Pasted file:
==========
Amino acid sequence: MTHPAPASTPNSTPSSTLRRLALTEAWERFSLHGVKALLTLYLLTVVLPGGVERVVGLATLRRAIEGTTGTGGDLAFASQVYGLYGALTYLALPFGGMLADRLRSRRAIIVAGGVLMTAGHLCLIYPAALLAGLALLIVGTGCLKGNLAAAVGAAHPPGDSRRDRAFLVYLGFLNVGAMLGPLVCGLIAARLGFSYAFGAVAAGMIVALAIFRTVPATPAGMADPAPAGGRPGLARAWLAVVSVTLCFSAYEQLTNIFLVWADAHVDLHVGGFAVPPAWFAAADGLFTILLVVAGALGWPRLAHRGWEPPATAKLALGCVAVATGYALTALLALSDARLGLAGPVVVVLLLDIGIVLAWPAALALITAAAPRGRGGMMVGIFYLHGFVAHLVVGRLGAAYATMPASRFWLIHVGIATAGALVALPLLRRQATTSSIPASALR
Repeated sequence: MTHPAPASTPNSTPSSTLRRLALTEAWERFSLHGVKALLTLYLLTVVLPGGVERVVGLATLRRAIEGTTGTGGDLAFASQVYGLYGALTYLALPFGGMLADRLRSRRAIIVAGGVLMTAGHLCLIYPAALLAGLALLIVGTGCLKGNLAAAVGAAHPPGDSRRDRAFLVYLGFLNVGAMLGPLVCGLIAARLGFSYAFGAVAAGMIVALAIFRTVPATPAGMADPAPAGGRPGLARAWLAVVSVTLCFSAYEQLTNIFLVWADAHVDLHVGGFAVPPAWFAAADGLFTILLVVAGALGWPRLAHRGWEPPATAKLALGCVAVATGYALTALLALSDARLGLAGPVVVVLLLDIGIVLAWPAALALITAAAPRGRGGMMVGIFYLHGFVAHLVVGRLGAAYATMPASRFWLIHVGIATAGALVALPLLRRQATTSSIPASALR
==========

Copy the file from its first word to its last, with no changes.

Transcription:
Amino acid sequence: MTHPAPASTPNSTPSSTLRRLALTEAWERFSLHGVKALLTLYLLTVVLPGGVERVVGLATLRRAIEGTTGTGGDLAFASQVYGLYGALTYLALPFGGMLADRLRSRRAIIVAGGVLMTAGHLCLIYPAALLAGLALLIVGTGCLKGNLAAAVGAAHPPGDSRRDRAFLVYLGFLNVGAMLGPLVCGLIAARLGFSYAFGAVAAGMIVALAIFRTVPATPAGMADPAPAGGRPGLARAWLAVVSVTLCFSAYEQLTNIFLVWADAHVDLHVGGFAVPPAWFAAADGLFTILLVVAGALGWPRLAHRGWEPPATAKLALGCVAVATGYALTALLALSDARLGLAGPVVVVLLLDIGIVLAWPAALALITAAAPRGRGGMMVGIFYLHGFVAHLVVGRLGAAYATMPASRFWLIHVGIATAGALVALPLLRRQATTSSIPASALR
Repeated sequence: MTHPAPASTPNSTPSSTLRRLALTEAWERFSLHGVKALLTLYLLTVVLPGGVERVVGLATLRRAIEGTTGTGGDLAFASQVYGLYGALTYLALPFGGMLADRLRSRRAIIVAGGVLMTAGHLCLIYPAALLAGLALLIVGTGCLKGNLAAAVGAAHPPGDSRRDRAFLVYLGFLNVGAMLGPLVCGLIAARLGFSYAFGAVAAGMIVALAIFRTVPATPAGMADPAPAGGRPGLARAWLAVVSVTLCFSAYEQLTNIFLVWADAHVDLHVGGFAVPPAWFAAADGLFTILLVVAGALGWPRLAHRGWEPPATAKLALGCVAVATGYALTALLALSDARLGLAGPVVVVLLLDIGIVLAWPAALALITAAAPRGRGGMMVGIFYLHGFVAHLVVGRLGAAYATMPASRFWLIHVGIATAGALVALPLLRRQATTSSIPASALR